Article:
SIX foot high snow banks don’t scare Australian songsmith Kim Churchill. In fact, he’s more than excited to be back on frozen Canadian ground. The 27 year old Aussie musician plays Crocks on March 5, with Alberta singer/songwriter Christian Hudson as part of Churchill’s cross-country tour, and he’ll be bringing some of his friends (and band mates) from down under along for the snowy ride.
A lovely, cheerful voice on the other end of an in-coming phone call from a funny area code, sings the praises of my hometown.
“It will be wonderful to be back in Canada this time of year, it’s one of the most beautiful things,” Churchill said. “I’m very excited to get back to Thunder Bay, it’s a really cool stop.”
Churchill started building a relationship with Northwestern Ontario years ago, when he played the annual folk/roots Live from the Rock Festival in Red Rock.
“They were one of the first festivals to book me to play, I was 18 years old,” he said. “I was billeted out in the woods. We stayed for a few days and we made quite a few friends. I’m hoping they’ll come out to the show.”
Churchill called the promoter Frank Loffredo a “walking legend.”
“When you’re doing those cross Canada runs you need to play a few stops and Thunder Bay is one of them and Frank is a part of that,” he added.
Churchill returns to the airwaves with his latest accomplishment, the full-length album Weight - Falls, which has hit well over a million streams on Spotify. Released via Cadence Music, it’s the follow-up to 2014’s breakout record Silence/Win. Churchill calls his most recent works, “a new stage of my song writing.”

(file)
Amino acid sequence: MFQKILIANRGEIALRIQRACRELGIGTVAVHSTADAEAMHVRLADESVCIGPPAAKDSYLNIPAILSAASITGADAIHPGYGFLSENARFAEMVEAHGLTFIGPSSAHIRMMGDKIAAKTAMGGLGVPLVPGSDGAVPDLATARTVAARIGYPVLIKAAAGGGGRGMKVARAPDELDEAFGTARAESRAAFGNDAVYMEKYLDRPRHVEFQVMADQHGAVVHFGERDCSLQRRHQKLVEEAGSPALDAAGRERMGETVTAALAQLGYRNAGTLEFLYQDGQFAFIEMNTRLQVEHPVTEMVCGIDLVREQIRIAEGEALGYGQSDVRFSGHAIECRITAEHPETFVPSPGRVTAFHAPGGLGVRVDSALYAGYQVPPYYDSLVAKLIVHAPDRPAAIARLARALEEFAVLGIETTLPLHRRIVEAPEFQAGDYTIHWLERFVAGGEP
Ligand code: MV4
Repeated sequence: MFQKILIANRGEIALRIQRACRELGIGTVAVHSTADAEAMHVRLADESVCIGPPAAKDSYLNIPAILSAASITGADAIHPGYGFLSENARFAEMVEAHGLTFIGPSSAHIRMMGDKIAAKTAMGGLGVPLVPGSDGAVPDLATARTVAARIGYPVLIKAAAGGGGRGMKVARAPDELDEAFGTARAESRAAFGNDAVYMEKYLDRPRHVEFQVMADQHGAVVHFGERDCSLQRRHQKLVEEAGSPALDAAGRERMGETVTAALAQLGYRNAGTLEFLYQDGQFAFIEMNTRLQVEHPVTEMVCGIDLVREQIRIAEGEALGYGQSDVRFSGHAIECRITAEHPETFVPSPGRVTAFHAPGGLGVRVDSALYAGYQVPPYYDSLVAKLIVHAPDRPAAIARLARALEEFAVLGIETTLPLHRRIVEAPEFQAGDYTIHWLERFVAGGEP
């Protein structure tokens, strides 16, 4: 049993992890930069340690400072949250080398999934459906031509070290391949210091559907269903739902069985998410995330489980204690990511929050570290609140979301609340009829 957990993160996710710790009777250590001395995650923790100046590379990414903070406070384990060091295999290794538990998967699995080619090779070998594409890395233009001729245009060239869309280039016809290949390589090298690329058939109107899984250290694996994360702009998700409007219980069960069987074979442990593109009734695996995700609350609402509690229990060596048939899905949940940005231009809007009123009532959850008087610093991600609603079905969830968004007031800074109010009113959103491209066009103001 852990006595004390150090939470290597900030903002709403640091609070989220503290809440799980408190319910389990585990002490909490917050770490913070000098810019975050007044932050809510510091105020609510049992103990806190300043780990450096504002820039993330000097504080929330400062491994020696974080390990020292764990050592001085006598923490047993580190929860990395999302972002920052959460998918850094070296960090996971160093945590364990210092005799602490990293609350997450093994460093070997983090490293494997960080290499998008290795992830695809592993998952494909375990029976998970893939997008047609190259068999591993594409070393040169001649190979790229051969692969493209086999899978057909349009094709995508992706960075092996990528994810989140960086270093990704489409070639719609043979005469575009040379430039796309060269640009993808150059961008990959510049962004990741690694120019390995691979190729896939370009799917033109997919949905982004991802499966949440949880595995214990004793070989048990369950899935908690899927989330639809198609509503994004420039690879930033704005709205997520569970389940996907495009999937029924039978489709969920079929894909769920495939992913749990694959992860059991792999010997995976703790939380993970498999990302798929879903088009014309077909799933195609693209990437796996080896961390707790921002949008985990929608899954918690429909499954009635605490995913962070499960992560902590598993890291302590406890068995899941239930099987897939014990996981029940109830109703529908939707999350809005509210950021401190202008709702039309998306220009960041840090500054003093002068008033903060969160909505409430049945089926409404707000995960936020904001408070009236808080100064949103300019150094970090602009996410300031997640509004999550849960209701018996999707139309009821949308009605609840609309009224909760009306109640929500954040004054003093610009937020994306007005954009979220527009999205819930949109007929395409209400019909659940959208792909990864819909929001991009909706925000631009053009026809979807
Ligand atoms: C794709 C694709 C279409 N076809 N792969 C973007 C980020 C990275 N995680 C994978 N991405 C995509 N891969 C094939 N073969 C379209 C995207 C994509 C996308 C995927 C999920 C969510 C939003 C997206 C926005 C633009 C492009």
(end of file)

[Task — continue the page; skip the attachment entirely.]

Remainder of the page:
While his first attempt at the follow-up took 18 months, it was a little too polished and predictable. Like his trademark head of wildly sun-kissed locks, he needed to rough it up a bit. Round two feverishly began and was completed in only one week. The record label thought Churchill was, going crazy.
Who scraps an entire album last minute and decides to start over? Kim Churchill does, that’s who.
“I was trying too hard, that was the major issue,” he said.
Plagued with personal doubt from the beginning, Churchill feared he couldn’t follow up the next album strongly enough. He explained how those feelings led to second guessing, adding “layers of paint to make it this thing of beauty.”
“I choked the songs to death through my own desperation. The record label was happy but I felt fear that I had to release it. The process was wrong. Now I write songs that make me happy, record them, and get on with my career,” he said.
Churchill credits two years of growing-up and evolving for his shift in sound. While some may turn to travelling for personal growth, Churchill needed to stand still. He stopped traveling, something he hadn’t done since he was a teenager and had toured for six years straight.
“I think I built up this quiet, frenetic intensity. I had to keep moving, I wasn’t calm, I was high strung,” he said. “I started to enjoy the process of life and not be constantly trying to push ahead and start the next adventure. I’ve learned to sit back and enjoy the ride.”
He’s been called a folk, rock and blues artist. But which description suits him best? Well, at the end of the day, it’s all centered around an acoustic guitar. Churchill admits that folky-pop is a go-to term, but that high energy pop music best describes his current state.
As for his writing muse, the roads travelled provided little inspiration.
“When I’m touring I try not to force myself to write, it’s a very scheduled environment,” said the musician. “Every hour on tour is planned out. If I try to write songs on tour they have a stringent structure to them, a lot of ideas come to me during sound checks.”
With burgeoning social media numbers and on-line supporters, Churchill has garnered a reputation for his lyrical honesty and infectious stage presence. Thunder Bay will absorb a ray of Aussie sunshine on March 5 at Crocks, with Christian Hudson. Tickets will be available at the door.
Angie Valente is a freelance journalist based in Thunder Bay.